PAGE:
Metaphorical framing in political discourse through words vs. concepts: A meta-analysis

Britta C. Brugman*, Christian Burgers, Barbara Vis

*Corresponding author for this work

Research output: Contribution to JournalArticleAcademicpeer-review


Conceptual metaphor theory and other important theories in metaphor research are often experimentally tested by studying the effects of metaphorical frames on individuals' reasoning. Metaphorical frames can be identified by at least two levels of analysis: words vs. concepts. Previous overviews of metaphorical-framing effects have mostly focused on metaphorical framing through words (metaphorical-words frames) rather than through concepts (metaphorical-concepts frames). This means that these overviews included only experimental studies that looked at variations in individual words instead of at the broader logic of messages. For this reason, we conducted a meta-analysis (k = 91, N = 34,783) to compare the persuasive impact of both types of metaphorical frames. Given that patterns of metaphor usage differ across discourse domains, and that effects may differ across modalities and discourse domains, we focused on one mode of presentation and one discourse domain only: verbal metaphorical framing in political discourse. Results showed that, compared to non-metaphorical frames, both metaphorical-words and metaphorical-concepts frames positively influenced beliefs and attitudes. Yet, these effects were larger for metaphorical-concepts frames. We therefore argue that future research should more explicitly describe and justify which level of analysis is chosen to examine the nature and effects of metaphorical framing.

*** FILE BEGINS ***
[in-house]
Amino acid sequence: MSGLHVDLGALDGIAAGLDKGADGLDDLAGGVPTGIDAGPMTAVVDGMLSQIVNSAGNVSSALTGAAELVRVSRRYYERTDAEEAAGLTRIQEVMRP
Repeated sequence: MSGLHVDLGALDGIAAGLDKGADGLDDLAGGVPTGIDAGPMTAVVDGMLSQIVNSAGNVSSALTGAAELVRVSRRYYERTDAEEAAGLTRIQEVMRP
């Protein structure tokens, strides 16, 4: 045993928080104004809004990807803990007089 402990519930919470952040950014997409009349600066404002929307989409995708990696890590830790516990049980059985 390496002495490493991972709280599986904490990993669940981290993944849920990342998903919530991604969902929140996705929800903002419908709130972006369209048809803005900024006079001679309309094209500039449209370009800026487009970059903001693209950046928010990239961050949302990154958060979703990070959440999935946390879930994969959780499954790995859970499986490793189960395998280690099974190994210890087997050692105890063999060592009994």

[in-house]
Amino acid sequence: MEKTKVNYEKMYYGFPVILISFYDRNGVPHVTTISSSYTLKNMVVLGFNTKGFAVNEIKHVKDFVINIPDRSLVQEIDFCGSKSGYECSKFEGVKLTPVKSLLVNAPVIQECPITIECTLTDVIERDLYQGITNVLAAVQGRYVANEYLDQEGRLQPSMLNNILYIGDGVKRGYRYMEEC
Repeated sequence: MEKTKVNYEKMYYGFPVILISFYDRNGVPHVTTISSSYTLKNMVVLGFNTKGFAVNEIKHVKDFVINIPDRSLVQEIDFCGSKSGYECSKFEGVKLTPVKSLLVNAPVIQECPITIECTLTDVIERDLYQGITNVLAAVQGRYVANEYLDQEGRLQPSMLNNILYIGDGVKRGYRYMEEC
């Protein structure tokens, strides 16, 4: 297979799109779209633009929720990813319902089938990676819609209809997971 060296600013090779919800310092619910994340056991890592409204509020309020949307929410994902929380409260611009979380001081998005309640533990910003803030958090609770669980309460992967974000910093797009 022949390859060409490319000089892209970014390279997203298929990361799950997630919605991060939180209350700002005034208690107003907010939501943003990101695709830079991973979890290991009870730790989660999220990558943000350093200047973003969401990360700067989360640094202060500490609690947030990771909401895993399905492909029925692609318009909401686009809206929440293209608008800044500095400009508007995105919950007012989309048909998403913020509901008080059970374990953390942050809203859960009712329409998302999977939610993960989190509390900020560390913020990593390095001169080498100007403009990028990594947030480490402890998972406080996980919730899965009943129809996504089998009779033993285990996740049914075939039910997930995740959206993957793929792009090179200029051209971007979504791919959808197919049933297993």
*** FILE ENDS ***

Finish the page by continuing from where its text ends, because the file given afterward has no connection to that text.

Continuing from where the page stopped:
Original languageEnglish
Pages (from-to)41-65
Number of pages25
JournalLanguage and Cognition
Issue number1
Early online date25 Mar 2019
Publication statusPublished - Mar 2019


  • metaphor
  • framing
  • meta-analysis
  • political persuasion


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